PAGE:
Road Biking

Bellingham

Bellingham in general has several streets with designated bike lanes. For low traffic biking, there are several neighborhood, waterfront and park routes. Squalicum Harbor is a great place for a short scenic ride. The city has published a Bellingham Bicycle Routes map , which designates the best roads for biking and proximity to connecting trails. Favorite local road routes and weekly rides information is maintained by the volunteer organization Mount Baker Bicycle Club .

Whatcom County

County roads offer sweeping views of rural splendor, Mt. Baker, and the waterfront. A Whatcom County Bike Map is available from Whatcom Smart Trips.

Drayton Harbor / Semiahmoo Spit, Blaine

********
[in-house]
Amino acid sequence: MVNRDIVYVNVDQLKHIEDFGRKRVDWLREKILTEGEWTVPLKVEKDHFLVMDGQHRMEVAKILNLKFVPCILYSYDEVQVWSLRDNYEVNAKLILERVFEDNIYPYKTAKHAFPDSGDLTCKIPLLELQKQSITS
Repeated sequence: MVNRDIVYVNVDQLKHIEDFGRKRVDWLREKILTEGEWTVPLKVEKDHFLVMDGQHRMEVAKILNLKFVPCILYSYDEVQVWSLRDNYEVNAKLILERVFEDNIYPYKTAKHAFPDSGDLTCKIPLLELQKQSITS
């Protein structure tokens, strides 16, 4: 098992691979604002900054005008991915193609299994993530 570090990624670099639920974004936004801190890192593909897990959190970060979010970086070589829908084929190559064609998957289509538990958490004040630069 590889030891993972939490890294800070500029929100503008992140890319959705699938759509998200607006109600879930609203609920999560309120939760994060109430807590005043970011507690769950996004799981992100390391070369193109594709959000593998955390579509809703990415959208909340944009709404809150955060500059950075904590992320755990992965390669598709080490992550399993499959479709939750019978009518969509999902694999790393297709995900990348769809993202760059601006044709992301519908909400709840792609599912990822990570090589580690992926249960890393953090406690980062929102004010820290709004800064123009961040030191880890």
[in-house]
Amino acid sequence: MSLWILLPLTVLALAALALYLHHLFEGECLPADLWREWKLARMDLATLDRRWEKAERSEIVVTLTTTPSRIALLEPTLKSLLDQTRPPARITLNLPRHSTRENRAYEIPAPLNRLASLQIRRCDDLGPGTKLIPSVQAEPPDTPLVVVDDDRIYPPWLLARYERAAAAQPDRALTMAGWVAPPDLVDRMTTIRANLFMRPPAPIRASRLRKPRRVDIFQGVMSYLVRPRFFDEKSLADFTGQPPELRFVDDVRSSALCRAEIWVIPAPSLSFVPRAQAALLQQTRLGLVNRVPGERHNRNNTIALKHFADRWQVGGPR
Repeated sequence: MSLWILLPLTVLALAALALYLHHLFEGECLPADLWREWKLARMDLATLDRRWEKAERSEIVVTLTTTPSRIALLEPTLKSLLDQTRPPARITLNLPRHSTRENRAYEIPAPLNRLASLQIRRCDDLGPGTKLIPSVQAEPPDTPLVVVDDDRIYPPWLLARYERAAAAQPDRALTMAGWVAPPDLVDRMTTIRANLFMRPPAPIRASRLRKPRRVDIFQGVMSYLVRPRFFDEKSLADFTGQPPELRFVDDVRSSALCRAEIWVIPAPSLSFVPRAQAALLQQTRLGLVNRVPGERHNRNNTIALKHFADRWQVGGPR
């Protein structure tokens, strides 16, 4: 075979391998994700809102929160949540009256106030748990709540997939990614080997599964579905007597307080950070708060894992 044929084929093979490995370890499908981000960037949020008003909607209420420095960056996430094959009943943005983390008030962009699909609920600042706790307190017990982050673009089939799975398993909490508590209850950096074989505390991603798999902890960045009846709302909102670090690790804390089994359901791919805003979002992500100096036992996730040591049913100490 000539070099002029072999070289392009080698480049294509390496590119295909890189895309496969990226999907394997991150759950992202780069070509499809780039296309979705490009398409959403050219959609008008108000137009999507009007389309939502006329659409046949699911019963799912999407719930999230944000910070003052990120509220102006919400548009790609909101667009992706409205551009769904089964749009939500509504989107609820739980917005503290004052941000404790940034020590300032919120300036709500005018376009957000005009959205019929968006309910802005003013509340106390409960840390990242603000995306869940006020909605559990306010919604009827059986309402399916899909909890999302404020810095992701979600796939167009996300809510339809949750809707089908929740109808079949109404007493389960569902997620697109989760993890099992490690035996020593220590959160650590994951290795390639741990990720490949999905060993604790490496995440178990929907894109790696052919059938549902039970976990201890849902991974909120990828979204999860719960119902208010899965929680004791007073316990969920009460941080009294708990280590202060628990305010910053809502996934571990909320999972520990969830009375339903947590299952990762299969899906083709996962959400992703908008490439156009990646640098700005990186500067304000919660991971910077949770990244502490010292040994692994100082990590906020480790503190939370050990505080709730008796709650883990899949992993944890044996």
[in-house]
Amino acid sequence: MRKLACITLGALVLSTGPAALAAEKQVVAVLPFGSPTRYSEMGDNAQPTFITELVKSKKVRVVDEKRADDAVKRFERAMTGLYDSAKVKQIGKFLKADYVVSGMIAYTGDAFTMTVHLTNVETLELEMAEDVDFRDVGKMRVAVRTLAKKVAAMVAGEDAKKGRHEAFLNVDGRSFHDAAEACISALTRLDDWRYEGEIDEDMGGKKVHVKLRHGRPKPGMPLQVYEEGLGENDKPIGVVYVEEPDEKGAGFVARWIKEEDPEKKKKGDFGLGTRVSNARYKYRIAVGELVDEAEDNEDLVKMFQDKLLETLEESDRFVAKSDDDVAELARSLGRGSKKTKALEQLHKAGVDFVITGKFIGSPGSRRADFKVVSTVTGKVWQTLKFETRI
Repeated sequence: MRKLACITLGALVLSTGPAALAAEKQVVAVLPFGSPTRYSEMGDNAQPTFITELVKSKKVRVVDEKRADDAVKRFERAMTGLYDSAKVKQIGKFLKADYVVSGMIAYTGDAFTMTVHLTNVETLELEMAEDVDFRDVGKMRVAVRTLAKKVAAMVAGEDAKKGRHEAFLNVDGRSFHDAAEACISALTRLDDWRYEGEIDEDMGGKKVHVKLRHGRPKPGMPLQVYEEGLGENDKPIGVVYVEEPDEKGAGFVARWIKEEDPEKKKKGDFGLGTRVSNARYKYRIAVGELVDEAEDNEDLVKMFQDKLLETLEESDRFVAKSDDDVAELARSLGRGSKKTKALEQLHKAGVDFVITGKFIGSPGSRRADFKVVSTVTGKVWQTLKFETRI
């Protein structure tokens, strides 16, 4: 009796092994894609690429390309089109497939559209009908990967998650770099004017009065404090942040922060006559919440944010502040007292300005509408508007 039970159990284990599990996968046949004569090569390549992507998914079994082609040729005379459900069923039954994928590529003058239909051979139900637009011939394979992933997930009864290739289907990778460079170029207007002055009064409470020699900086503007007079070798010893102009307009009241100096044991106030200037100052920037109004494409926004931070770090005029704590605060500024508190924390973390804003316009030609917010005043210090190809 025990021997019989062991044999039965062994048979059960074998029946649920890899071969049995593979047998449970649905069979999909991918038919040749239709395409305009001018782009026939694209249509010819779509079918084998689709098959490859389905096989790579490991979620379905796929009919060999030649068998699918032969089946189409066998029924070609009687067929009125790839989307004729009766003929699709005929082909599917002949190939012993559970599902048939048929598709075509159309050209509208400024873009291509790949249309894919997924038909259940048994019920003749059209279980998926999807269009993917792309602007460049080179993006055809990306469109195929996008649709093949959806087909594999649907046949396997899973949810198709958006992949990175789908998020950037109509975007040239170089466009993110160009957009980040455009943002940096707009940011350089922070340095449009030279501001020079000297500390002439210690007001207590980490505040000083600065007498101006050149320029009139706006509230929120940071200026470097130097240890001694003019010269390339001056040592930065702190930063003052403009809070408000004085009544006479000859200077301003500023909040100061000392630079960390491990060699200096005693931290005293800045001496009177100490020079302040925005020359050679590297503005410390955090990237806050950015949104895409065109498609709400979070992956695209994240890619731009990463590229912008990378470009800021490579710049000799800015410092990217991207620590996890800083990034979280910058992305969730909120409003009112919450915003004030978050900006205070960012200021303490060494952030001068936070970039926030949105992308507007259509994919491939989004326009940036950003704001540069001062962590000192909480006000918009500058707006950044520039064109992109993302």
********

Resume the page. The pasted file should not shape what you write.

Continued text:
This area is officially recognized as the most northerly “Important Bird Area of Washington.” The pristine, shallow marine habitat with extensive intertidal mudflats is adjacent to the U.S.-Canadian border in Blaine, WA. Loons, Brant, Dunlin, Great Blue Herons, Red-breasted Mergansers, Bufflehead, mallards, ducks, grebes and many other migrating aquatic birds are common here in great numbers, carefully eluding Bald Eagles and Peregrine Falcons who nest high in the surrounding evergreens. Take I-5 Exit 276 for Marine Park and Exit 274 for Semiahmoo. Excellent site for tideland birds, especially in winter. Some of the species that nest in the area include: Cormorants, Canada Geese, Gulls, Blue Herons, Hooded Mergansers, Bald Eagles, Mallards and Peregrine Falcons. Migrating or resting varities include: Loons, Grebes, Brants, Scoters, Ducks, Gulls, Terns, Sandpipers, Goldeneyes, and many more. Best birding is 2-3 hours before incoming tides.